cycling · fitness

The value of 20 minutes

Last weekend I was in the Northampton/Amherst area of Massachusetts, cycling and coffeeing and culturing with my friend Norah. We rode primarily on the Central Mass Rail Trail, an 11-mile stretch of shady paved path, designed for multi-use. I posted about our cycling here– Together and separate cycling.

I’m back home and having a tough week, partly because of busyness and deadlines, and partly because of the death of someone in my circle of close friends and their families. I’m hosting a gathering of those close friends and family on Friday, so it’s both a busy and a sad time.

Today I had a therapy appointment, which is about 4 miles from my house. It’s an easy bike ride– somewhere between 15 and 20 minutes, strongly dependent on traffic lights. 13 minutes is my land speed record, requiring perfect sailing through all intersections.

Nonetheless, I find myself sometimes having an inner debate about whether to ride there and back. Considerations fly around, like:

  • Maybe it’s going to rain/hail/unleash locusts before I get back;
  • Maybe it’s too hot/cold/windy/muggy to ride comfortably;
  • I really should go to the grocery store/post office/random other store afterwards, so I need the car;
  • I’m feeling low and not up to the effort;
  • Insert random other free-floating anxieties here.

This morning, however, I remembered something: I rode all weekend with and without Norah, entirely in 20-30 minute chunks. The rail trail isn’t that long, and my destinations were all pretty close by. So I pedaled here and there and other places, all in small increments. By the end of the weekend, I had racked up 34 miles without even noticing. All from riding for 20 minutes at a time.

So I did it again today. It was easy: I have loads of biking clothes for multiple biking situations, my old reliable road bike was fully present and accounted for (just needed to pump tires), and it was ONLY 20 MINUTES.

Actually, I got there in 15 (no traffic to speak of– yay). And I rode home– didn’t keep track of the time, but it didn’t take longer than 20 minutes.

Samantha wrote about the benefits of short-distance cycling: In favour of shorter distances She also just wrote about short exercise classes: In praise of the 30-minute fitness class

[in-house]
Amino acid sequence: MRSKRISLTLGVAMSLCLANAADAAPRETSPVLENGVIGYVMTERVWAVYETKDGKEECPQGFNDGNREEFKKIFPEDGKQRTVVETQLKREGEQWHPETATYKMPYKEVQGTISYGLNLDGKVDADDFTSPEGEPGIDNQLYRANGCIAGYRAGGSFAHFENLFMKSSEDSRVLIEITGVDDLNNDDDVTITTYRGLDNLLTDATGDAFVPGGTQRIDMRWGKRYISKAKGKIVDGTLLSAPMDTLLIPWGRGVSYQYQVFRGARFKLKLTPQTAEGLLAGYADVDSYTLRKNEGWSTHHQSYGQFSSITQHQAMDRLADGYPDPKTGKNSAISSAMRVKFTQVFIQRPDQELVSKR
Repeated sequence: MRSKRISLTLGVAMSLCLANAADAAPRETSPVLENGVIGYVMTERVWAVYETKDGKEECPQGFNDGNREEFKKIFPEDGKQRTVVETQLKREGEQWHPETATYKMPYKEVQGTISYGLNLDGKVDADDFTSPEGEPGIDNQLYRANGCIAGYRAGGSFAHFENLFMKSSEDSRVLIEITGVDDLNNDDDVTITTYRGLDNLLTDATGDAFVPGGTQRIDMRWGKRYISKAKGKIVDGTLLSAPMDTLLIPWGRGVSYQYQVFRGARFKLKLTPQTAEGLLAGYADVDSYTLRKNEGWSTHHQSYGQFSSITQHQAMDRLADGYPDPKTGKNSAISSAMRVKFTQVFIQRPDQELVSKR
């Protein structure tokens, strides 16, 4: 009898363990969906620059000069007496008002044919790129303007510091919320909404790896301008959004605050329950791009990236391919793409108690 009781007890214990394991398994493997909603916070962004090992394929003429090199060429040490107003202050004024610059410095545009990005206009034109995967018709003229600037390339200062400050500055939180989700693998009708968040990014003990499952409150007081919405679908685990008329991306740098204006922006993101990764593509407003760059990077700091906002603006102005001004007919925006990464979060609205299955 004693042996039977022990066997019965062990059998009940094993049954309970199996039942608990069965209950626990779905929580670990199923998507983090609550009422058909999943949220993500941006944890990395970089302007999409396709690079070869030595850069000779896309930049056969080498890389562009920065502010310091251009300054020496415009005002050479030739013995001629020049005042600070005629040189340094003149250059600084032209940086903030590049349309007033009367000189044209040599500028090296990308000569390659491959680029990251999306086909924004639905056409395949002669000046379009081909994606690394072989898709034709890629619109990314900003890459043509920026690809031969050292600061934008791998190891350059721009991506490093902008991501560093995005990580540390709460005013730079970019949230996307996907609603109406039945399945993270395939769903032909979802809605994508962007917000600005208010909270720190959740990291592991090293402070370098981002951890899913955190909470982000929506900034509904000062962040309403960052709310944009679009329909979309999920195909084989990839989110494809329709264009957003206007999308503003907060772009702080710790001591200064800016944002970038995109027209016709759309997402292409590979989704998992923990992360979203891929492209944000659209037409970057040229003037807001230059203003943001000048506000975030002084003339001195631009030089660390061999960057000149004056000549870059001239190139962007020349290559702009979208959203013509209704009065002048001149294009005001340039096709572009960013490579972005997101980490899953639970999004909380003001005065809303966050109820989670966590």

So we’re both on board with this. What’s the value of 20 minutes?

(Its) value is far beyond rubies...
Its value is far beyond rubies.

Readers, how do you feel about doing something (walking/yoga/cycling/swimming/etc) for 20 minutes (or some short amount of time)? Is it harder to do? Easier to do? Do you always do it? Do you never do it? I’d love to hear from you.

4 thoughts on “The value of 20 minutes

  1. You know, I hurt one knee last October/ November, then the other one about two weeks ago. Exercise has been more isometric – I’m anxious about pushing myself. I’m glad I read this. Twenty minutes. I can push myself cardiovascular wise for 20 a day! I used to pride myself with things like 12 mile bike rides, 50 minutes on an elliptical. 50% of the time returning to the gym took 3 days because I was so achy.
    I like this perspective you’ve presented.

    Like

  2. Because of fibro, I rarely can swim more than 20-30 minutes at a stretch. But I can get in almost an hour if I stay at the pool and read or work or do something else for a while in between swims. (This is mostly in the summer at my neighborhood outdoor pool; our county indoor pool isn’t as conducive to this.)

    And even if that first 20 minutes is all I can do, it’s still 20 more minutes than I had done earlier that day, and it really helps with the fibro.

    Like

  3. I struggle with purposeful movement outside the pool or lake, or my formal riding or dance lessons. I really enjoy riding my bike to work though – 15 minutes each way and I have met my minimum exercise goal for the day. I broke my arm a few weeks ago so cycling is done for a while. Instead, I’m now working on pushing myself to walk to work. It’s 35 rather than your 20 minutes, but it is still a short chunk that usually makes me feel better for having done it

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